Jaguar has called for a “code of conduct” between Formula E’s drivers and teams to avoid some teams “playing games” when the new qualifying format is introduced next year.
Formula E will adopt a new qualifying format for its final Gen2 season which will begin in earnest with next week’s pre-season test in Valencia.
The new format will replace the four groups and superpole format that Formula E has used (albeit with tweaks) since it began in 2014. In its place will be a ‘world cup’-style group stage and knockout format that will end with the two fastest drivers going head-to-head for pole position.
The aim of the new format is to reduce the randomness of the grids and prevent the leading drivers in the championship from being penalised, as was often the case in recent seasons.
But one concern that may only be exasperated in the issue of traffic – something that would often lead to drivers tripping over themselves in the final moments of Formula E qualifying sessions on what are usually tight, twisty and short street circuits.
Previously drivers were only allowed one flying lap at maximum power, with the best track conditions nearly always manifesting in the final moments of the session – leading to some lairy fights for track position.
Now the group stage has doubled in size to 11 drivers, although drivers can now have 10 minutes and multiple laps at the allocated 220kW power level.
“What will be really important is a code of conduct between the drivers and teams, so that people are been fair,” Jaguar team boss James Barclay told The Race.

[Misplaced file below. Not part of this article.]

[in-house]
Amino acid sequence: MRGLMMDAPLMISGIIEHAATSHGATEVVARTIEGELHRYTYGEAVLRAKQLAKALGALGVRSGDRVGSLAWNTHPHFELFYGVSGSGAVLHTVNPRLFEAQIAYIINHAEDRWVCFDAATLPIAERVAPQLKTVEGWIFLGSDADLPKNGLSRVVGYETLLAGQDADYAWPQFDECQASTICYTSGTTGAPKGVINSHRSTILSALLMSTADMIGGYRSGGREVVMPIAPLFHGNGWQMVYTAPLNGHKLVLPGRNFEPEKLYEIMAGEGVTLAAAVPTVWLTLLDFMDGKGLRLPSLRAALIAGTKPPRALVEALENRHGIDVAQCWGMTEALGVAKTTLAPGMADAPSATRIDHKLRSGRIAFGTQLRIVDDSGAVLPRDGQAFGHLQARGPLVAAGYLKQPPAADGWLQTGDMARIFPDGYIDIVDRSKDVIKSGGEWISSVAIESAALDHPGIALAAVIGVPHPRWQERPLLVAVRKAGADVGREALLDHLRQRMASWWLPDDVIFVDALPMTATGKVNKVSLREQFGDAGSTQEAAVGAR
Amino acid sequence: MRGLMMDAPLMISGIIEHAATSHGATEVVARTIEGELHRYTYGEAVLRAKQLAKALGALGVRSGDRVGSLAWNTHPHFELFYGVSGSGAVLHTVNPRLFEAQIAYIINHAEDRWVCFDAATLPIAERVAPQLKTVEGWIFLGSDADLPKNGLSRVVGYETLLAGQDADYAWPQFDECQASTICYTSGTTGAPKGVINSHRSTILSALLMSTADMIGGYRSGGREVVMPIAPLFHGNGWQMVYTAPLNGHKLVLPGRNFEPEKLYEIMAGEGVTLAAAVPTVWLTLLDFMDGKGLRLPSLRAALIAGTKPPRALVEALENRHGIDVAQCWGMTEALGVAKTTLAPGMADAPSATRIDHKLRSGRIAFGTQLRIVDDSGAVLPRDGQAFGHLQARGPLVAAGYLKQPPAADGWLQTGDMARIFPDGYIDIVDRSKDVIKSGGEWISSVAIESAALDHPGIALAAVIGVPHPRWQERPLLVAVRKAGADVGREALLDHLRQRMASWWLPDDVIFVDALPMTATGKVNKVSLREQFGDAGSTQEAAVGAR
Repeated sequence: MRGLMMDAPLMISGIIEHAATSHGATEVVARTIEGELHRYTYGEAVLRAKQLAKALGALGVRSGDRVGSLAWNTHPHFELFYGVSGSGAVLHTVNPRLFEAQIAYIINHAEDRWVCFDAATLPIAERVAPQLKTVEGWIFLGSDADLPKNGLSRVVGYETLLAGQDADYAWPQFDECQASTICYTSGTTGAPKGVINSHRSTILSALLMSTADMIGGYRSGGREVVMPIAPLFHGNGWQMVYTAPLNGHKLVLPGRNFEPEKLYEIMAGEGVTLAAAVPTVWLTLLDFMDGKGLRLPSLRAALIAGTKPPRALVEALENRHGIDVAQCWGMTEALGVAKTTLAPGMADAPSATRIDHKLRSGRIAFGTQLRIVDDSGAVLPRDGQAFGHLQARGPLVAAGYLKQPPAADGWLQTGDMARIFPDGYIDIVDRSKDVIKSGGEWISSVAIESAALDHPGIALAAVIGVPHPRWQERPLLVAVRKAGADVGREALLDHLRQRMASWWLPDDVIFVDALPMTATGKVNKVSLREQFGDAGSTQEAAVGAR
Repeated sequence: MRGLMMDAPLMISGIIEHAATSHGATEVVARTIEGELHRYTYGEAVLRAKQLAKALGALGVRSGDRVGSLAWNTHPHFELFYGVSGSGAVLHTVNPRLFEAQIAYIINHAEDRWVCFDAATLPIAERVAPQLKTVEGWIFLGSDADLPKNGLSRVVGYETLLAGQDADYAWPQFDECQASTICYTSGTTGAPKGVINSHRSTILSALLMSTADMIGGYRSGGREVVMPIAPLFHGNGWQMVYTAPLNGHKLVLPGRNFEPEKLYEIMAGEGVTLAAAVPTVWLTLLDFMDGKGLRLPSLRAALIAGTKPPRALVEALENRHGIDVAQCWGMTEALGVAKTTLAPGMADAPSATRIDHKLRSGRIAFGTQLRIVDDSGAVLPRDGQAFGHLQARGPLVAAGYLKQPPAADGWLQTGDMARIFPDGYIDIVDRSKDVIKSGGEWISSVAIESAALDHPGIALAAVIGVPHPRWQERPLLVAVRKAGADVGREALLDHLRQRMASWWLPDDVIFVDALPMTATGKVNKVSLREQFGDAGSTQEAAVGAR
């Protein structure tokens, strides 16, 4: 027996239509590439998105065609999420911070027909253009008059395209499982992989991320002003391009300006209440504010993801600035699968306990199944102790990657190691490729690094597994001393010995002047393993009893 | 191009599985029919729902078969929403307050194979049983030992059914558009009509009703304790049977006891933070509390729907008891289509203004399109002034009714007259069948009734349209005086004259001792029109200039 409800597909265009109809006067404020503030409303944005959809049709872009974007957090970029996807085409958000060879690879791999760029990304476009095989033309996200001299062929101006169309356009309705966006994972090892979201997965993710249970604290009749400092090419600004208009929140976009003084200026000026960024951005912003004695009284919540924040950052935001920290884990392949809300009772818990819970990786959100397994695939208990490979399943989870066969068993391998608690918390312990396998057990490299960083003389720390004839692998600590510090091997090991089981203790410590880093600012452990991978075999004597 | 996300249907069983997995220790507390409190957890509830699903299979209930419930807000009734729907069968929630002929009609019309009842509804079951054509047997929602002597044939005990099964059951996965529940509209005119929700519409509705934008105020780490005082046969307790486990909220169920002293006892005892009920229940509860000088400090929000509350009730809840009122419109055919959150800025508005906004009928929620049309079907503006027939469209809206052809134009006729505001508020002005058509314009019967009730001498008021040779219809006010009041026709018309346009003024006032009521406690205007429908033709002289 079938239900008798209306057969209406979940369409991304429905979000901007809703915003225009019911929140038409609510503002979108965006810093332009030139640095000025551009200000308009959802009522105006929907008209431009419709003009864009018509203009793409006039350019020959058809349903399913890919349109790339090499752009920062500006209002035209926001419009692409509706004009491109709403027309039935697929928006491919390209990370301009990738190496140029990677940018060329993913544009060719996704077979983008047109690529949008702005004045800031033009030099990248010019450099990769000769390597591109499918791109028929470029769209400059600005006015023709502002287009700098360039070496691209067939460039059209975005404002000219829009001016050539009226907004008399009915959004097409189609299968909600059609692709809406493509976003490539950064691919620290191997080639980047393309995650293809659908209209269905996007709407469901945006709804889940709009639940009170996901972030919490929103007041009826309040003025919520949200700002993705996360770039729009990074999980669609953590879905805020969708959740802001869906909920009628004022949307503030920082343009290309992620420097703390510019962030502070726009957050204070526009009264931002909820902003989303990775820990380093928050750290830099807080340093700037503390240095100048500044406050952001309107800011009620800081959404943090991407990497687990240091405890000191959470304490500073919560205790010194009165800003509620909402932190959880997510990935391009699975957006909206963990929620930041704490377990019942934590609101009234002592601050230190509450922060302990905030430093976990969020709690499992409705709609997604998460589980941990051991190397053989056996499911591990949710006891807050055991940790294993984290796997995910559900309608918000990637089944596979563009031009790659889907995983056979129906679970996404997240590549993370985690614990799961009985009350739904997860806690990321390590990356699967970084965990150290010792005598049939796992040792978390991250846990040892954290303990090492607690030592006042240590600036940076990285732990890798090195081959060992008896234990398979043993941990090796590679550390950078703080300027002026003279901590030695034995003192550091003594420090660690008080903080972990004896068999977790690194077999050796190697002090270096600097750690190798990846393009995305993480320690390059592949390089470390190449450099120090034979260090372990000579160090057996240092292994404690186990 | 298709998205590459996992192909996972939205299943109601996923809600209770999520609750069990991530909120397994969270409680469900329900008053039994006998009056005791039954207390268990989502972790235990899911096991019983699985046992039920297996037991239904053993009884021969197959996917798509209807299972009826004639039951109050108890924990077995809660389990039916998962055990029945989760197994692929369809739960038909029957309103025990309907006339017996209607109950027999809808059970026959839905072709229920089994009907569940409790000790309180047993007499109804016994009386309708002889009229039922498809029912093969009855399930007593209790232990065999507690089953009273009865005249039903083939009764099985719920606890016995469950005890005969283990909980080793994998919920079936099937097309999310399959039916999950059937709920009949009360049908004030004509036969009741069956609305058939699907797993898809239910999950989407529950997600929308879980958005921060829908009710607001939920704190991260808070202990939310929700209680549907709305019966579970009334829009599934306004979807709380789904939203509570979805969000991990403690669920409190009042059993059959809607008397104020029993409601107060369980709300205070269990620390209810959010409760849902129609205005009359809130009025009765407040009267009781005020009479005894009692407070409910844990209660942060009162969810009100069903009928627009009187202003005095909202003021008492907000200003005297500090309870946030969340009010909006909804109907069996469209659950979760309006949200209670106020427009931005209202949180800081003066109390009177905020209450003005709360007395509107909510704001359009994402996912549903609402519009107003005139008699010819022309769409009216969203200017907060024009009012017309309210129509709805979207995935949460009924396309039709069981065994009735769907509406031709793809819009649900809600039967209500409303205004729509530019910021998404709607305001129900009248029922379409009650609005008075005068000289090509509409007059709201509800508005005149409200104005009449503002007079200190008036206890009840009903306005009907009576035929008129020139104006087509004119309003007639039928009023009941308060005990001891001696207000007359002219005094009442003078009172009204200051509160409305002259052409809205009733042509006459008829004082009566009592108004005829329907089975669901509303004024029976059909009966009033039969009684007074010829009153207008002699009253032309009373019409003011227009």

“Sport should be fair, people shouldn’t be playing too many games around blocking. Hopefully everyone respects each other and gives each other room because if you block someone this week, they’ll block you back next week.
“The drivers quickly create a code of conduct together. I think the professionalism will come out of the drivers doing that.
“Part of the challenge will be finding a clear lap, because even if people stay out of your way, ultimately the tracks can still be quite narrow and challenging in places. But it’s better than the scenario we had.”
When the Formula E teams were consulted about changing the qualifying format, Barclay pointed out that drivers are able to behave in the two practice sessions despite the entire field running at once, so a group of 11 drivers shouldn’t be too much of an issue.
“I think it needs to be a combination of both,” Barclay said when asked if that code of conduct should come from the FIA or be decided between the drivers.
“From sporting point of view, the FIA should be across that to make sure nobody is playing games, that’s unsportsmanlike. There’s other regulations linked to that, that will be important.
“But at the same time, it does come down to the drivers and teams to play ball, if they aren’t, I think it’s important we deal with that as we go forward. It’s a shared responsibility.”
The new qualifying format will be trialled during the Valencia test, held between November 29 and December 2.